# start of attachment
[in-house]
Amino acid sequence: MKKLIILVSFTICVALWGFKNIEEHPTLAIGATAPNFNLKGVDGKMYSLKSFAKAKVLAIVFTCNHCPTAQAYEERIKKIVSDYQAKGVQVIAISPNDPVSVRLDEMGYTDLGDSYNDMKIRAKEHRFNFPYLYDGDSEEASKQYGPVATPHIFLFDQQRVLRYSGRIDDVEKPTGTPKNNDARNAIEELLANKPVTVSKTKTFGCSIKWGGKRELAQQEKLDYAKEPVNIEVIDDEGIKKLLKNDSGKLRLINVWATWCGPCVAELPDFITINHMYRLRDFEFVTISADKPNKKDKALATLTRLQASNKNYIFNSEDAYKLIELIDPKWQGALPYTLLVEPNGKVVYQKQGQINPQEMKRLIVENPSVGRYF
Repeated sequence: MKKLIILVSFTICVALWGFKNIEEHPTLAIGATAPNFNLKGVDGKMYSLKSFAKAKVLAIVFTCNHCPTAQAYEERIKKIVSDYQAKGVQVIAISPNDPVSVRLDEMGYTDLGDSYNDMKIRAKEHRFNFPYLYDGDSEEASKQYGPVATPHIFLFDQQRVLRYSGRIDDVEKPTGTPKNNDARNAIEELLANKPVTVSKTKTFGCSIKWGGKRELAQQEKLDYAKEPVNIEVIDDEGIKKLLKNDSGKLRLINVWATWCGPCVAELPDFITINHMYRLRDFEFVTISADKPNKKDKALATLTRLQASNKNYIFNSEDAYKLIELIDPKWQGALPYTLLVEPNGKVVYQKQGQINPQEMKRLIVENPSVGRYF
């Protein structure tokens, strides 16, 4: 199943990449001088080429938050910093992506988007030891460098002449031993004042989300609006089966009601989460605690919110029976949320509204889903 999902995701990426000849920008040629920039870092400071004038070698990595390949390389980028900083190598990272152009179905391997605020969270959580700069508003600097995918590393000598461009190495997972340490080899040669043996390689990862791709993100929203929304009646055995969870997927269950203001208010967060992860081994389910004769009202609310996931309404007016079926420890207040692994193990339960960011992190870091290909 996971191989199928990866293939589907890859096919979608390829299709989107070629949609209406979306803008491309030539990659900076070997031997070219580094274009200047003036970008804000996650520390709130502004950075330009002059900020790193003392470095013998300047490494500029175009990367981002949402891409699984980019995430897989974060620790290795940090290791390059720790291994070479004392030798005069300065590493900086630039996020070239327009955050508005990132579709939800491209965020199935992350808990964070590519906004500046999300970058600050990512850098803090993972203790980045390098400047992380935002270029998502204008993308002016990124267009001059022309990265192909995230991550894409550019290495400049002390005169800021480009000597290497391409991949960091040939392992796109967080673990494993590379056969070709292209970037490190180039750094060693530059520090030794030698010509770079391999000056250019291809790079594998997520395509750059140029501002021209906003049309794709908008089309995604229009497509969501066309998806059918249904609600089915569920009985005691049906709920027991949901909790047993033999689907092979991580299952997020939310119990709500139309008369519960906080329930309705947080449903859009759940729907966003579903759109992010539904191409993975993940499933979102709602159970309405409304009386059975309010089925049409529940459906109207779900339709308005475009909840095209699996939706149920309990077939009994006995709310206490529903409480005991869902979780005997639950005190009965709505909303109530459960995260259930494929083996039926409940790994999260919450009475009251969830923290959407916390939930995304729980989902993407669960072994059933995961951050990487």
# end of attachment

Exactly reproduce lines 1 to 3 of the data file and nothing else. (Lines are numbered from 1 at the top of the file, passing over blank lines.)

[in-house]
Amino acid sequence: MKKLIILVSFTICVALWGFKNIEEHPTLAIGATAPNFNLKGVDGKMYSLKSFAKAKVLAIVFTCNHCPTAQAYEERIKKIVSDYQAKGVQVIAISPNDPVSVRLDEMGYTDLGDSYNDMKIRAKEHRFNFPYLYDGDSEEASKQYGPVATPHIFLFDQQRVLRYSGRIDDVEKPTGTPKNNDARNAIEELLANKPVTVSKTKTFGCSIKWGGKRELAQQEKLDYAKEPVNIEVIDDEGIKKLLKNDSGKLRLINVWATWCGPCVAELPDFITINHMYRLRDFEFVTISADKPNKKDKALATLTRLQASNKNYIFNSEDAYKLIELIDPKWQGALPYTLLVEPNGKVVYQKQGQINPQEMKRLIVENPSVGRYF
Repeated sequence: MKKLIILVSFTICVALWGFKNIEEHPTLAIGATAPNFNLKGVDGKMYSLKSFAKAKVLAIVFTCNHCPTAQAYEERIKKIVSDYQAKGVQVIAISPNDPVSVRLDEMGYTDLGDSYNDMKIRAKEHRFNFPYLYDGDSEEASKQYGPVATPHIFLFDQQRVLRYSGRIDDVEKPTGTPKNNDARNAIEELLANKPVTVSKTKTFGCSIKWGGKRELAQQEKLDYAKEPVNIEVIDDEGIKKLLKNDSGKLRLINVWATWCGPCVAELPDFITINHMYRLRDFEFVTISADKPNKKDKALATLTRLQASNKNYIFNSEDAYKLIELIDPKWQGALPYTLLVEPNGKVVYQKQGQINPQEMKRLIVENPSVGRYF